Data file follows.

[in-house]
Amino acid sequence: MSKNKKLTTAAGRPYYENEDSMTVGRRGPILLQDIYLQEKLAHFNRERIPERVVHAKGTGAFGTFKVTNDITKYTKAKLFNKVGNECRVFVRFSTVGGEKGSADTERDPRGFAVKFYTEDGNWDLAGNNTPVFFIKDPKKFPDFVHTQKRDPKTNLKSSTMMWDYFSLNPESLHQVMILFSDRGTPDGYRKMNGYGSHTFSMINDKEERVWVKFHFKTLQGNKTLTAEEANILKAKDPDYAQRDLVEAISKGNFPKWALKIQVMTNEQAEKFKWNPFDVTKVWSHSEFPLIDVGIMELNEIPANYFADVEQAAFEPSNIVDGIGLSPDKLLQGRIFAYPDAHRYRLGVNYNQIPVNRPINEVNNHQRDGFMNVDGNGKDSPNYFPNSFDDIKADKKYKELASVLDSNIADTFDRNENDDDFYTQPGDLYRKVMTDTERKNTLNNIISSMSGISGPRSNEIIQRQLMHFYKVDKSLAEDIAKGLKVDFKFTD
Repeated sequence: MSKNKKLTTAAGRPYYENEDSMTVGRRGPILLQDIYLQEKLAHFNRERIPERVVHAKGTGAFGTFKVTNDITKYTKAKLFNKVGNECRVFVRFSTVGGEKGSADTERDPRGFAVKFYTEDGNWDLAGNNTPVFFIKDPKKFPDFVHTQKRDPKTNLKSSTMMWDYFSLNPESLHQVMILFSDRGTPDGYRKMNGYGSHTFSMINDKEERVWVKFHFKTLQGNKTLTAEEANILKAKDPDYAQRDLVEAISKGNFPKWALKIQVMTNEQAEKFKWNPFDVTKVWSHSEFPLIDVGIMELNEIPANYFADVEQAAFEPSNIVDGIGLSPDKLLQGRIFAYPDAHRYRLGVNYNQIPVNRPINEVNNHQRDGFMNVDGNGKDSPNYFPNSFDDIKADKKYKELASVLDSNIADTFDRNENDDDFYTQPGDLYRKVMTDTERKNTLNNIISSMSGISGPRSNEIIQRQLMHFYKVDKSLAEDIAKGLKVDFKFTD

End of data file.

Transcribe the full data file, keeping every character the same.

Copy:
[in-house]
Amino acid sequence: MSKNKKLTTAAGRPYYENEDSMTVGRRGPILLQDIYLQEKLAHFNRERIPERVVHAKGTGAFGTFKVTNDITKYTKAKLFNKVGNECRVFVRFSTVGGEKGSADTERDPRGFAVKFYTEDGNWDLAGNNTPVFFIKDPKKFPDFVHTQKRDPKTNLKSSTMMWDYFSLNPESLHQVMILFSDRGTPDGYRKMNGYGSHTFSMINDKEERVWVKFHFKTLQGNKTLTAEEANILKAKDPDYAQRDLVEAISKGNFPKWALKIQVMTNEQAEKFKWNPFDVTKVWSHSEFPLIDVGIMELNEIPANYFADVEQAAFEPSNIVDGIGLSPDKLLQGRIFAYPDAHRYRLGVNYNQIPVNRPINEVNNHQRDGFMNVDGNGKDSPNYFPNSFDDIKADKKYKELASVLDSNIADTFDRNENDDDFYTQPGDLYRKVMTDTERKNTLNNIISSMSGISGPRSNEIIQRQLMHFYKVDKSLAEDIAKGLKVDFKFTD
Repeated sequence: MSKNKKLTTAAGRPYYENEDSMTVGRRGPILLQDIYLQEKLAHFNRERIPERVVHAKGTGAFGTFKVTNDITKYTKAKLFNKVGNECRVFVRFSTVGGEKGSADTERDPRGFAVKFYTEDGNWDLAGNNTPVFFIKDPKKFPDFVHTQKRDPKTNLKSSTMMWDYFSLNPESLHQVMILFSDRGTPDGYRKMNGYGSHTFSMINDKEERVWVKFHFKTLQGNKTLTAEEANILKAKDPDYAQRDLVEAISKGNFPKWALKIQVMTNEQAEKFKWNPFDVTKVWSHSEFPLIDVGIMELNEIPANYFADVEQAAFEPSNIVDGIGLSPDKLLQGRIFAYPDAHRYRLGVNYNQIPVNRPINEVNNHQRDGFMNVDGNGKDSPNYFPNSFDDIKADKKYKELASVLDSNIADTFDRNENDDDFYTQPGDLYRKVMTDTERKNTLNNIISSMSGISGPRSNEIIQRQLMHFYKVDKSLAEDIAKGLKVDFKFTD